That Davis has been suspended means that would have had to test positive twice for a banned stimulant such as Adderall.
10:10am: Orioles first baseman Chris Davis‘ season is over as he has been suspended 25 games after testing positive for amphetamines, tweets Dan Connolly of the Baltimore Sun. MLB has since confirmed the suspension, which will run through the postseason.
It’s unclear exactly what substance Davis used, but those making the leap to steroids should note that even the usage of fairly common stimulants like Adderall can result in a 25-game suspension (as Troy Patton proved earlier this season). That’s not to excuse Davis, of course, as this is a grave mistake at the worst possible time, and the substances are banned without receiving exemptions from the league.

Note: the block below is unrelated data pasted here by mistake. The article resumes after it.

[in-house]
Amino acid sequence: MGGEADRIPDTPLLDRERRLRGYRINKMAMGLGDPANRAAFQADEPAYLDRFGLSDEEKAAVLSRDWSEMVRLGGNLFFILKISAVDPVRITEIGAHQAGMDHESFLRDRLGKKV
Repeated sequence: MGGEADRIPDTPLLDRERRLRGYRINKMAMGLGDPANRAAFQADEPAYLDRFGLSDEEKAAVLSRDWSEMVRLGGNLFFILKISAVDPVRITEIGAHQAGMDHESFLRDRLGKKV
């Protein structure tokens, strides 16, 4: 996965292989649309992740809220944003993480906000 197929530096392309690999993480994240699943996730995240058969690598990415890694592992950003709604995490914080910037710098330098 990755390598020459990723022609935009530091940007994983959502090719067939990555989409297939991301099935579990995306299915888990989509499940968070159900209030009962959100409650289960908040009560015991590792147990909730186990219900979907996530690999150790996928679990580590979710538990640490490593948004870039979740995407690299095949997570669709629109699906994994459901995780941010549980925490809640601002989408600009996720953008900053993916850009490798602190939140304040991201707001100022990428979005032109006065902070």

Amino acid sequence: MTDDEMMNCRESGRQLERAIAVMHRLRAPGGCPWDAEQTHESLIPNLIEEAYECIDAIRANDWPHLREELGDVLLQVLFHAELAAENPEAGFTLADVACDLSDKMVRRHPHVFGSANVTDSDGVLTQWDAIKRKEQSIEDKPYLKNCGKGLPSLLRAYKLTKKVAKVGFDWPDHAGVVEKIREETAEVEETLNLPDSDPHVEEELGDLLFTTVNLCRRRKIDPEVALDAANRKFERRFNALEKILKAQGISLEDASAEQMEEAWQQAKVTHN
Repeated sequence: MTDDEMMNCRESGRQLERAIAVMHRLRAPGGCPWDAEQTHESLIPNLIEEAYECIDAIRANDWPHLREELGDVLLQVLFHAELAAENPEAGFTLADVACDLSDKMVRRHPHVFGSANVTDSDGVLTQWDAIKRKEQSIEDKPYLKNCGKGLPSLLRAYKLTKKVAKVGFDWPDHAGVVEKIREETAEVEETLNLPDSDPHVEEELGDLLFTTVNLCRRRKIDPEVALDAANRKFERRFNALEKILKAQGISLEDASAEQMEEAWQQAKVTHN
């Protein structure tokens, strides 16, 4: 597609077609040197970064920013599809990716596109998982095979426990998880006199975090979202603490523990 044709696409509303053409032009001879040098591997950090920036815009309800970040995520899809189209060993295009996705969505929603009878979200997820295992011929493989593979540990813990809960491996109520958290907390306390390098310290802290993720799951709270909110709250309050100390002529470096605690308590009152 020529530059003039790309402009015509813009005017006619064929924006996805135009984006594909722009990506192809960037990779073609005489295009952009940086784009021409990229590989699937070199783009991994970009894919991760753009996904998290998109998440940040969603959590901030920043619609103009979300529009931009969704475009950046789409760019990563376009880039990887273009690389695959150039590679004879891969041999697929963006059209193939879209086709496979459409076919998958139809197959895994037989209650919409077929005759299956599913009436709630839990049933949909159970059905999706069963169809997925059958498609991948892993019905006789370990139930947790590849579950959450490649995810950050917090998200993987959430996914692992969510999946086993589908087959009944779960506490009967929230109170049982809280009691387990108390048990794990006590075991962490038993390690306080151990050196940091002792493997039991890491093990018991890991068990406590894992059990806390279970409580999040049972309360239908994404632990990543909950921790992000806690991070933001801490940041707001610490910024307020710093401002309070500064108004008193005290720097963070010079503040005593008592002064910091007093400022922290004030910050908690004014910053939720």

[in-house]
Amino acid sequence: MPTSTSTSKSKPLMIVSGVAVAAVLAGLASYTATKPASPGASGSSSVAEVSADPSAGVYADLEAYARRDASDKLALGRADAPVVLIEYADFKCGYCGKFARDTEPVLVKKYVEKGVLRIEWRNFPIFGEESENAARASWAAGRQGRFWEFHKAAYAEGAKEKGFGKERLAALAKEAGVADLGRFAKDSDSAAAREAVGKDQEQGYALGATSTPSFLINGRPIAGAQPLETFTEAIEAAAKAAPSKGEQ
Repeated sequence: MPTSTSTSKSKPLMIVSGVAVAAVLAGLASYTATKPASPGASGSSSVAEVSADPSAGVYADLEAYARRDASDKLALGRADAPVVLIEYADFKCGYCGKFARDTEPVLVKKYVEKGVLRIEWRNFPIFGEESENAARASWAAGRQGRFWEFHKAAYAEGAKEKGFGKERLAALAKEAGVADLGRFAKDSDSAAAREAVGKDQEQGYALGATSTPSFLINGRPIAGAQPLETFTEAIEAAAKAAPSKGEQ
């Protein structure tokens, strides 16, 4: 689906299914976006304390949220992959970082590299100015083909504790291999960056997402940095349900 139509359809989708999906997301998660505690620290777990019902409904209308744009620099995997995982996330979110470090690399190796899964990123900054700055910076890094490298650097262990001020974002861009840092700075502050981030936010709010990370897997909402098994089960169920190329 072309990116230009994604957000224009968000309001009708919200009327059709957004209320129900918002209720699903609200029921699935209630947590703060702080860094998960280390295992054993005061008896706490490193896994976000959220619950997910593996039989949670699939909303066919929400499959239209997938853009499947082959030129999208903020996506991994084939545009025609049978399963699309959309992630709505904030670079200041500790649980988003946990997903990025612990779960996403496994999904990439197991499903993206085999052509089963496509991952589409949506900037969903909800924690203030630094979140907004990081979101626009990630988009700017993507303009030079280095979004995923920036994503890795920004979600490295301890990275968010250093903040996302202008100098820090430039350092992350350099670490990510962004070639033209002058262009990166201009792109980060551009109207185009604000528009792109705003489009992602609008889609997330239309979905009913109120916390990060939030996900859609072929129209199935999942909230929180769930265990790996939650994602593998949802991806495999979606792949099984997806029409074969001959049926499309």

Baltimore currently leads the AL East by 10 games and will now be without Davis’ game-changing power for the final two-plus weeks and all of the ALDS and the ALCS. The ALCS roster would, of course, have to be set before the series begins, meaning that the Orioles would have to play a man down for the first few games of that series in order for him to be reinstated midway through. It’s highly unlikely that a team would agree to play with 24 men in such an important series, meaning the earliest Davis would likely be eligible to return would be in the World Series, should Baltimore advance to that stage.